“Jurassic World: Fallen Kingdom” is the kind of movie that talks down to you. The script treats you like you’re a 4-year-old boy playing with dinosaur toys in the bathtub. It’s garbage, and in a just-world, it would lose money.
The film begins with a prologue scene in which some corporate lackeys are attempting to retrieve a piece of bone from the “Indominus Rex” carcass lying at the bottom of the ocean. It reminds you of the opening scene of “Jurassic Park”, only instead of making you excited for what is to come, it makes you dread the next two hours of your life. You immediately know what is going to happen, and thus know it’s going to be more of the same schlocky garbage you’ve now grown accustomed to in following this franchise. CGI dinosaurs are going to be chasing characters around, and some of those characters won’t make it.
Once we get past that opening scene, we’re in for 15 to 20 minutes (feels like an hour) of plot set-up. Three years have passed since Jurassic World was destroyed, and we learn that the dinosaurs still there are in danger due to the fact that the park was built on a giant volcano (why?) that's set to erupt at any moment, killing them all in the process. Enter Claire (Bryce Dallas Howard), who works for some sort of “dino rights” organization (think PETA for dinos) and has been lobbying to have the government go in and save these creatures. Lucky for her an old colleague of Dr. Hammond (the old guy from the original film) has money and plans to (with Claire’s help) get the dinosaurs off of the volcanic island and over to another island with natural barriers where the animals can live a peaceful life away from us awful humans.
Going along with Claire is Owen (Chris Pratt), who is needed because he’s the only one who can get close enough to a raptor named “Blue” (you probably remember Blue from the last film) to capture her and get her to safety as well. They’re both joined by a private military force on a trip to the island where everything will go wrong precisely as you expect it to. There are a few twists and turns, but absolutely no surprises to be had here (were you not expecting a new “super dinosaur” of some kind?). Pretty much everyone outside of our main characters is despicable, leaving you with no tension, and no reason for watching.
If this all sounds pointless and boring, it’s because it is. This film is devoid of any substance what-so-ever. It’s one generic action set piece after another, with a few one-liners sprinkled in between them. Its “funny moments” make you want to throw something at the screen, and its dramatic moments are hilarious. There’s a scene where a character you’re meant to care about dies that had me laughing out loud in the theater.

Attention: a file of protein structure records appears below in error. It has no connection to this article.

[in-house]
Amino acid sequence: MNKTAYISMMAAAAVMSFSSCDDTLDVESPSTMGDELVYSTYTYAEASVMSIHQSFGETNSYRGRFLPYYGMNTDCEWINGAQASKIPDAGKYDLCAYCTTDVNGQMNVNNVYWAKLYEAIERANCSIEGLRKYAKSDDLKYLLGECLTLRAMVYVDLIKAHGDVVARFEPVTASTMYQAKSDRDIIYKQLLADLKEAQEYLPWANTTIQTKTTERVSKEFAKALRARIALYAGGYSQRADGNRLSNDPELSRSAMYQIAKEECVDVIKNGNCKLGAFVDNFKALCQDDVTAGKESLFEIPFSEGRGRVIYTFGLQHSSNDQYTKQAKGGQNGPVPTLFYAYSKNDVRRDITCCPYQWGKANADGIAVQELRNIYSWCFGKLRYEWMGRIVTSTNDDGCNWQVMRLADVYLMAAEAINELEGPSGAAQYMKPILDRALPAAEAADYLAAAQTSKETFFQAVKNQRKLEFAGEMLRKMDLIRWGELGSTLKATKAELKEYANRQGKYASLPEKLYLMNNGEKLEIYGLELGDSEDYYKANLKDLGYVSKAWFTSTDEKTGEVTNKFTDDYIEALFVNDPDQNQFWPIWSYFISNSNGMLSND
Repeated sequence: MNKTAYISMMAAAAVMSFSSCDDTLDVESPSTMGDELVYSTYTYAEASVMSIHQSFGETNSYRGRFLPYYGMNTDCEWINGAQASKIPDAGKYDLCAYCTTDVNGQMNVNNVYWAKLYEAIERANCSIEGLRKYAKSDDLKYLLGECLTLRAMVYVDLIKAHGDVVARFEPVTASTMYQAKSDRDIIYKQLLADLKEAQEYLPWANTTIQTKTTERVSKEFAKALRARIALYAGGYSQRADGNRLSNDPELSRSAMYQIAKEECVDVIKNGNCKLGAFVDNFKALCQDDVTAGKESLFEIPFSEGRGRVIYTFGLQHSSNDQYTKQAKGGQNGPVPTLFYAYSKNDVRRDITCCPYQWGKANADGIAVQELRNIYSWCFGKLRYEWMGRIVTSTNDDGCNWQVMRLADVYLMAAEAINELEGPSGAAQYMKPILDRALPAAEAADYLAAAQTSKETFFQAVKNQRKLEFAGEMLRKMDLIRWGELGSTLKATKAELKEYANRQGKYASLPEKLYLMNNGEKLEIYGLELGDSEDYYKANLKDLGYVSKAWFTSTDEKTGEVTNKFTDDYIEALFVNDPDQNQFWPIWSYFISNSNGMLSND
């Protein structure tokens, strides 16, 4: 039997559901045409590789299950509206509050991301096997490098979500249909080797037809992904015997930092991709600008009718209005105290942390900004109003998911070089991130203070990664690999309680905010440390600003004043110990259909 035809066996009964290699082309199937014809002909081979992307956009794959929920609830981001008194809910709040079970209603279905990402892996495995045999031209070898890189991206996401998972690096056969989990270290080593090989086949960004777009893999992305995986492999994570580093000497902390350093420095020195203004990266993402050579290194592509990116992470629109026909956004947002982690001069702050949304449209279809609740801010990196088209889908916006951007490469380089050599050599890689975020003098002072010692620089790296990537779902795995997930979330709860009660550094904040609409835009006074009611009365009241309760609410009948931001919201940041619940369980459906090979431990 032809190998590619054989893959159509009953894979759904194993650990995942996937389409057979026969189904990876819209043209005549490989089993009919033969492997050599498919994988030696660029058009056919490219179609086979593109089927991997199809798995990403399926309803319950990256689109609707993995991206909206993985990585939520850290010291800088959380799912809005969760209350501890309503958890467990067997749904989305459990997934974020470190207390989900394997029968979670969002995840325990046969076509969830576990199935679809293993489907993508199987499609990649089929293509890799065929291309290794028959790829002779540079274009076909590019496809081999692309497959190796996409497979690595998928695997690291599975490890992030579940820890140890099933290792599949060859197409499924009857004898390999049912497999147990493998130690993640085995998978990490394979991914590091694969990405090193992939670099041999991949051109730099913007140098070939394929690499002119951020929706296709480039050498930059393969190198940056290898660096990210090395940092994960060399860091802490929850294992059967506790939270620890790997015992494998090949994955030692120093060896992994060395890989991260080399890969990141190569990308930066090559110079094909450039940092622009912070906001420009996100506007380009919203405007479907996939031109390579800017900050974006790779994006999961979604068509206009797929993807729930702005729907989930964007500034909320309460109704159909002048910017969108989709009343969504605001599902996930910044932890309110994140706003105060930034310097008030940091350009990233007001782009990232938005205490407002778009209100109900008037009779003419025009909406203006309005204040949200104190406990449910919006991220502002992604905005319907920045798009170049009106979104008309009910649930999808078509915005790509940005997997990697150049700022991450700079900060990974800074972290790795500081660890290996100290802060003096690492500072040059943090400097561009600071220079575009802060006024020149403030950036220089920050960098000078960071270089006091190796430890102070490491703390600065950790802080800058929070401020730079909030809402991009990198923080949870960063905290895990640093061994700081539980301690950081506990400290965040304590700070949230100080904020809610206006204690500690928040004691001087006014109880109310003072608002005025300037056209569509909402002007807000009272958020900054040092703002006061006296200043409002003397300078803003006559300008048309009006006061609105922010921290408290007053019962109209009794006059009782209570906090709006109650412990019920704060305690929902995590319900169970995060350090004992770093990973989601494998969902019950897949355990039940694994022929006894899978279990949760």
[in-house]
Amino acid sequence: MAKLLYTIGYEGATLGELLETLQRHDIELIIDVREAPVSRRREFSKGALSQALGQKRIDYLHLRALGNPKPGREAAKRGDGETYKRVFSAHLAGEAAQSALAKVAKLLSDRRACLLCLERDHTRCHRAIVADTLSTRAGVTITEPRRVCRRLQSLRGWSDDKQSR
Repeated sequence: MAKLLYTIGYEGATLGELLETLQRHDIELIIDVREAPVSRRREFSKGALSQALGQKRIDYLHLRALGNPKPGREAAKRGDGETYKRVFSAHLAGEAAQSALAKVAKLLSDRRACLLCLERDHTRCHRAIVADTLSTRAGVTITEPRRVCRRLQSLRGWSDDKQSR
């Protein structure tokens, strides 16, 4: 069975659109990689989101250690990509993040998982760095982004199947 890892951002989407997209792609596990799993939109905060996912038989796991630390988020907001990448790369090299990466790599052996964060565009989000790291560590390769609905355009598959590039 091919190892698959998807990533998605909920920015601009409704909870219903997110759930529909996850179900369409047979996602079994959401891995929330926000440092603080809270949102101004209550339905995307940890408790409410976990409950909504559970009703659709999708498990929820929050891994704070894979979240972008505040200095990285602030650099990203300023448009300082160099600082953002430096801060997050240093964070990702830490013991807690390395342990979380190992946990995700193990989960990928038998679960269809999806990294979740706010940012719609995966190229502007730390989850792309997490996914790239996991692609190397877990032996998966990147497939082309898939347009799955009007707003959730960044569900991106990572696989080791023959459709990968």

This script was just god awful. I would have thought that it would be next to impossible to make me dislike Bryce Dallas Howard or Chris Pratt, but I haven’t been more annoyed with a duo of actors in quite some time. Every time they opened their mouths bile came out in the form of dialogue, and I had to cover my face in embarrassment.
Fortunately, there were two moments in this movie that did impress me, and both had to do with the cinematography. One involved a neat shot of a brontosaurus that’s left behind on the island, and the other was a creative shot that was used to set up a scary scene (the camera turns upside down and peaks through a window that a dinosaur is looking through). The movie is not ugly, and I guess it deserves some points for that. There’s no shaky cam and the dinosaurs, while not as dazzling as they used to be, look great.
I haven’t walked out of a movie early in years, and if it weren’t for you (mostly) fine folks reading this review, I would have today. “Jurassic World: Fallen Kingdom” is that bad. It’s long, has an awful plot, and is full of cringe-worthy dialogue, terrible characters, and the kind of laugh-out-loud moments where you’re not supposed to be laughing. Watching this film was just an awful experience. As Dr. Ian Malcolm (Jeff Goldblum, who’s in this movie for all of three minutes) would say, this was, “… one big pile of shit.”